Generalized acquired hypertrichosis can also result from a variety of systemic conditions including central nervous system (CNS) disturbances (traumatic brain injury), acrodynia, infection (tuberculosis, AIDS), malnutrition (anorexia nervosa), and thyroid abnormalities (particularly hypothyroidism in children). Both the hereditary and acquired porphyrias may result in hypertrichosis with a predilection for the sun-exposed areas of the face.

The POEMS (poyneuropathy, organomegaly, endocrinopathy, M protein skin changes) syndrome may be associated with variety of cutaneous manifestions including hypertrichosis that is especially pronounced on the lower extremities. The newly decribed “H syndrome” is a genodermatosis characterized by indurated, hyperpigmented, and hypertrichotic skin mainly involving the middle to lower part of the body with other systemic manifestations arising by the third decade.

Who is at Risk for Developing this Disease?

Individuals with the malignancies, diseases, and drug exposures outlined above are at risk for the development of hypertrichosis.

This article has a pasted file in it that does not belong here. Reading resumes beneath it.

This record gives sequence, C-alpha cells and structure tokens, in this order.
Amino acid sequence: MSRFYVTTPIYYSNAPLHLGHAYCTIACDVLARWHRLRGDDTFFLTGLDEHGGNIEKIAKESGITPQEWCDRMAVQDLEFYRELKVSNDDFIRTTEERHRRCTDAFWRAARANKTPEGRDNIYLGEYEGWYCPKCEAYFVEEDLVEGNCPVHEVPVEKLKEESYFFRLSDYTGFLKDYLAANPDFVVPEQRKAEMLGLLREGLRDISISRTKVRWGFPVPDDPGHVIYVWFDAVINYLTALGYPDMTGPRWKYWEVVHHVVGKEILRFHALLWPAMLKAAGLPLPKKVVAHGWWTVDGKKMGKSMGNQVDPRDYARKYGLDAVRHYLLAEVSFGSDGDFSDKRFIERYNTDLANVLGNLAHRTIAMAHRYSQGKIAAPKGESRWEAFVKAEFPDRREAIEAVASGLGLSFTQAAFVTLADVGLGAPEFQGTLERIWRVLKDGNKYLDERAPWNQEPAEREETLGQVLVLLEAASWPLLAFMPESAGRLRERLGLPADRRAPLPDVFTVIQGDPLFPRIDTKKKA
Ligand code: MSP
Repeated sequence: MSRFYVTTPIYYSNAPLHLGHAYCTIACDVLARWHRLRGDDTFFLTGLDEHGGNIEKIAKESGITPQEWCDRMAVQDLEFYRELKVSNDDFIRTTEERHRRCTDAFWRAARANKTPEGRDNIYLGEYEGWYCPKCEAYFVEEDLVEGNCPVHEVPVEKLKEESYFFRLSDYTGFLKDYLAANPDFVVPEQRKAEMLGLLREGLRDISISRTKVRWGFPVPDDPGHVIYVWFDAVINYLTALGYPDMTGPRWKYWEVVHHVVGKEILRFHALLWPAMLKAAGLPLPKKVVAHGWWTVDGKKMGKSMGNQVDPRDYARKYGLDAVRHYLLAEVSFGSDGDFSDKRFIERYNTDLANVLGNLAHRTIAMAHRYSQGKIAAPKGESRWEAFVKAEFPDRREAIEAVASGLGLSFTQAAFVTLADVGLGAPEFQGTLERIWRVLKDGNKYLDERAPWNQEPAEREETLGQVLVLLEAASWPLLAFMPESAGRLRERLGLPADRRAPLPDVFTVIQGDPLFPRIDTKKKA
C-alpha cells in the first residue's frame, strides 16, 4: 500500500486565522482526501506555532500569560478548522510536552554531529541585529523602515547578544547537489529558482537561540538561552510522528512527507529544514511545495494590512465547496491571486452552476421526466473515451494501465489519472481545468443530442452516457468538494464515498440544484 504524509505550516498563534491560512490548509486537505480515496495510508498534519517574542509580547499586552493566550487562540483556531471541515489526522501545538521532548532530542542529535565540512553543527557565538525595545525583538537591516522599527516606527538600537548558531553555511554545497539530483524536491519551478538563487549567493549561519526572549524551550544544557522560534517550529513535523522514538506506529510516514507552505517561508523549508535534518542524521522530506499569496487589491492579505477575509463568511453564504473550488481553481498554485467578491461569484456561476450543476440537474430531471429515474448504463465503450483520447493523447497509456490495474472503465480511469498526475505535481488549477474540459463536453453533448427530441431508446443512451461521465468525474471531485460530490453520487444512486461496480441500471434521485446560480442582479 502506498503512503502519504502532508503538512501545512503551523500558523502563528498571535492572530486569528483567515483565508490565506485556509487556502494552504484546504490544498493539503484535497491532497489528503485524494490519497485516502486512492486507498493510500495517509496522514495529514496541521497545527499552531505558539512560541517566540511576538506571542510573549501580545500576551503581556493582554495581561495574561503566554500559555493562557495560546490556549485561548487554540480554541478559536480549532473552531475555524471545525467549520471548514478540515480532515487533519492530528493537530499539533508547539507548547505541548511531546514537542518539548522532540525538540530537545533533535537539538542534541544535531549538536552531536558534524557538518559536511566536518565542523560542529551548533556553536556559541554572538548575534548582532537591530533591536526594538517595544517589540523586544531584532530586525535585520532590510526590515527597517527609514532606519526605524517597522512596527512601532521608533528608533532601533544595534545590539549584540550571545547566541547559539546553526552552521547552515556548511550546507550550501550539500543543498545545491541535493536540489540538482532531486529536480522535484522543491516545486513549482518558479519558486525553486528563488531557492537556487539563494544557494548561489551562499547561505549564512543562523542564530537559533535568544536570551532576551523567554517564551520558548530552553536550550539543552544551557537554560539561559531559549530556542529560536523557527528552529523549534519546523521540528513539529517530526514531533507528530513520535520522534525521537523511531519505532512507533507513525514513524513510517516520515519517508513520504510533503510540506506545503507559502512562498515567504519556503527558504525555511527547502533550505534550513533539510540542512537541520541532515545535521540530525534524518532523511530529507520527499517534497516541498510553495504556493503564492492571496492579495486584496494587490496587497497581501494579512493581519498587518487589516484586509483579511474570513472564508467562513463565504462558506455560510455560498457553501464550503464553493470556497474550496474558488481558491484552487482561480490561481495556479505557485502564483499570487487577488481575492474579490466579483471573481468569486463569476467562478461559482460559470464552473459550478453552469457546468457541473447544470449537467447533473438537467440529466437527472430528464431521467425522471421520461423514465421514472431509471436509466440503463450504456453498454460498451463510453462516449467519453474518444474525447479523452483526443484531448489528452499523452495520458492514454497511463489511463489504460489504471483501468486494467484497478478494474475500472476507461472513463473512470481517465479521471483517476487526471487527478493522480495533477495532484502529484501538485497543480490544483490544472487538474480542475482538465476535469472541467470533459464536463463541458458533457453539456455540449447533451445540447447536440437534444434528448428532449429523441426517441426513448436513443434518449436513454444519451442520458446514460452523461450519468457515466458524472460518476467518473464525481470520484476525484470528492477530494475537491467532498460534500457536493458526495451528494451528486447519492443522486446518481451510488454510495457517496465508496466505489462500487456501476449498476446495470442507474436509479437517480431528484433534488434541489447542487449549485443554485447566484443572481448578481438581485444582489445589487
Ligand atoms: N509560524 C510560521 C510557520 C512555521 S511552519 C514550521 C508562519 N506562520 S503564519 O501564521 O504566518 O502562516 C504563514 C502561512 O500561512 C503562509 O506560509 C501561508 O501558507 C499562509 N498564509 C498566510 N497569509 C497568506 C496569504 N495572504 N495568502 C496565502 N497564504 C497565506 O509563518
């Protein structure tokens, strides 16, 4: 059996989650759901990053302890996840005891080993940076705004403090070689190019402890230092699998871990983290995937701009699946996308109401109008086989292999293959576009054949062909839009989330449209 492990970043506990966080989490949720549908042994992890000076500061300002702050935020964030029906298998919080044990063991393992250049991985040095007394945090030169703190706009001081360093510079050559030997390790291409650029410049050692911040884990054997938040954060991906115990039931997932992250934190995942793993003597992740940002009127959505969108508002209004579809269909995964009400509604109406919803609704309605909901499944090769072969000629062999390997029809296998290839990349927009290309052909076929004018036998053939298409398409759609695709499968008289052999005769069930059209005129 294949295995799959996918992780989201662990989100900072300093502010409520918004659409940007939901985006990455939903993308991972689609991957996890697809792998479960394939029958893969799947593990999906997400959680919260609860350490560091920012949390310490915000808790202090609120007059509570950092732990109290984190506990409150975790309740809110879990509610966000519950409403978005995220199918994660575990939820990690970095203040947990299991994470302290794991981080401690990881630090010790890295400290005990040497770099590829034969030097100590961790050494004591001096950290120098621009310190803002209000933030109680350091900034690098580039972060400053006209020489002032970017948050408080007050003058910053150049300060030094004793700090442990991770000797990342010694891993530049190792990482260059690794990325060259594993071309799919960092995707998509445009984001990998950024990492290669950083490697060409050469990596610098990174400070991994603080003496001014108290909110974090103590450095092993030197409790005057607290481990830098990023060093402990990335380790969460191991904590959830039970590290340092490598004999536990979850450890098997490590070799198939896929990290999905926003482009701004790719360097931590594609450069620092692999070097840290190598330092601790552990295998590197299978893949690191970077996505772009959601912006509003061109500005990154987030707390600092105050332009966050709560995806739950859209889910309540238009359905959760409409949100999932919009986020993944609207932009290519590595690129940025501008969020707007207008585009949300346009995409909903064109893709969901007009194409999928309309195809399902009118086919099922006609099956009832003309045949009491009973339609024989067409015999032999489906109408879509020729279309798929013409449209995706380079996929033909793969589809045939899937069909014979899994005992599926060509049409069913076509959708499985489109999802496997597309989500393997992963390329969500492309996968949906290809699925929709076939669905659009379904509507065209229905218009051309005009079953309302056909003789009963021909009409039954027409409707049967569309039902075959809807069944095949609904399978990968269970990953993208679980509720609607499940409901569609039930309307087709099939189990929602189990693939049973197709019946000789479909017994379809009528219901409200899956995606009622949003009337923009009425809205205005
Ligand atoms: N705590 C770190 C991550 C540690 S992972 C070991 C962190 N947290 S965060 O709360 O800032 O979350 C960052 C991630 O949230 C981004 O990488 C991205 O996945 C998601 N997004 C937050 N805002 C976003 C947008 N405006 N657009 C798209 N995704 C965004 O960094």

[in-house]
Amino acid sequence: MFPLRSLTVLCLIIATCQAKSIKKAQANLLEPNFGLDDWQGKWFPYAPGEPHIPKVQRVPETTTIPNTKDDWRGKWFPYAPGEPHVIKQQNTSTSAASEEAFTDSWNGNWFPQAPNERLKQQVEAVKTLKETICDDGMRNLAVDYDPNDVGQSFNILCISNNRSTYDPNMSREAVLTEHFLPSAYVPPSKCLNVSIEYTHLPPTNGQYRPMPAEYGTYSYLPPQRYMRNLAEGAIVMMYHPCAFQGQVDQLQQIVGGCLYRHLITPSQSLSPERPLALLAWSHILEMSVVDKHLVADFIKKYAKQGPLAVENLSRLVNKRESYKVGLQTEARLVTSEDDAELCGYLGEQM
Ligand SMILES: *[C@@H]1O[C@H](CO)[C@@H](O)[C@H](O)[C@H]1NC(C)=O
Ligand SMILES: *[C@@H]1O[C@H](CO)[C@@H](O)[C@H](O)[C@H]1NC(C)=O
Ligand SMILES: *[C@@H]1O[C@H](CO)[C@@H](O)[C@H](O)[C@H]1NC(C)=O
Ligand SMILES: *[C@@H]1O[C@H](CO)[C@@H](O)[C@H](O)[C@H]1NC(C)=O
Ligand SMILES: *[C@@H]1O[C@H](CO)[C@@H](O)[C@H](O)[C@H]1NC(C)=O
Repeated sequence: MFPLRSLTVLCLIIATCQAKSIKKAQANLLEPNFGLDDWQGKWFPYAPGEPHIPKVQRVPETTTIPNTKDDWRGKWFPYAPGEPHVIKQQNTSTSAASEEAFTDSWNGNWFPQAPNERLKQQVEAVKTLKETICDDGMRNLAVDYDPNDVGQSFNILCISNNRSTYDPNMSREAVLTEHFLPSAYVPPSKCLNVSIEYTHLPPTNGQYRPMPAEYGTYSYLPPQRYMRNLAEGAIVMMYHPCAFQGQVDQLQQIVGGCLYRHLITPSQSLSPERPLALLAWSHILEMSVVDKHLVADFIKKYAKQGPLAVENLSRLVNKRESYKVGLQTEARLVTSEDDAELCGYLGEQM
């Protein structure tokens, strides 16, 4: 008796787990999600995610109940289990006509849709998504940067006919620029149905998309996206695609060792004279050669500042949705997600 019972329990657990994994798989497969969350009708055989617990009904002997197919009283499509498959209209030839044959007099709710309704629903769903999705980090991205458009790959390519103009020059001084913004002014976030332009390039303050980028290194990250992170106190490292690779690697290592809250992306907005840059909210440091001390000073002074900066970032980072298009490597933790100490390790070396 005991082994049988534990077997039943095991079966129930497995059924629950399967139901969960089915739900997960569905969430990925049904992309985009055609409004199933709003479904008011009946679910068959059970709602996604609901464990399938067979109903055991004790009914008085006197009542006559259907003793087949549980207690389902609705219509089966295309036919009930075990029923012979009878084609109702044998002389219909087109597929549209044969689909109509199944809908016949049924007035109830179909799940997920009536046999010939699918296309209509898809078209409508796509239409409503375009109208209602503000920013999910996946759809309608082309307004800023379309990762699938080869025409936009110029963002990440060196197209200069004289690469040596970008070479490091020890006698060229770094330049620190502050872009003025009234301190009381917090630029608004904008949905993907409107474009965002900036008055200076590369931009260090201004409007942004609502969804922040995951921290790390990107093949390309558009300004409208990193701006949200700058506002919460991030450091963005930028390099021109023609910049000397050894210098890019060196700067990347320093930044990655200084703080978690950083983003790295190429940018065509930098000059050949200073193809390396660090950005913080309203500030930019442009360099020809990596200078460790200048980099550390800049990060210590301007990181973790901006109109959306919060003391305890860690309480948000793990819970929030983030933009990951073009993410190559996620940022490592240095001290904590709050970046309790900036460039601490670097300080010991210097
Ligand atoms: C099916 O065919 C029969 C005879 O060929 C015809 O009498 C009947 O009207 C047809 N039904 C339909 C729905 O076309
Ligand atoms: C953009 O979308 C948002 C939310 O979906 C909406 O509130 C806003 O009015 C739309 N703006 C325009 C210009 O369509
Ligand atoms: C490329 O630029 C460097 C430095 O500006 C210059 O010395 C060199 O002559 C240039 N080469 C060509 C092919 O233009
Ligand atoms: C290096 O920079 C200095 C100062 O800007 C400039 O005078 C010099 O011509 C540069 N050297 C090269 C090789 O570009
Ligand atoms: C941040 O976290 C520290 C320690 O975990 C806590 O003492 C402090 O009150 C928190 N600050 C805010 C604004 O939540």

What is the Cause of the Disease?

The mechanism for the development of hypertrichosis is largely unknown.

Systemic Implications and Complications

In and of itself hypertrichosis is of no medical consequence. Treatment of the underlying disease may be indicated. Discontinuation of a causative medication may be helpful.

Treatment Options

When hypertrichosis is secondary to an underlying condition or drug exposure, eradication of the cause will often resolve the hypertrichosis. In the case of primary hypertrichosis or that which cannot be resolved by eradicating the cause (for example the transplant patient on cyclosporine where other immunosuppressives are not an option), a wide variety of treatment options are available, geared toward hair removal for cosmetic/psychosocial purposes.

Techniques for hair removal range from temporary (shaving, depilatory cream) to more permanent (electrolysis, laser hair removal), the choice of which depends upon a number of factors including extent and location of hair growth. Because the hair growth in hypertrichosis is not androgen-dependent as in the case of hirsutism, antiandrogen systemic therapies are not beneficial.

Optimal Therapeutic Approach for this Disease

Individual patient preferences play the largest role in selection of optimal depilation method.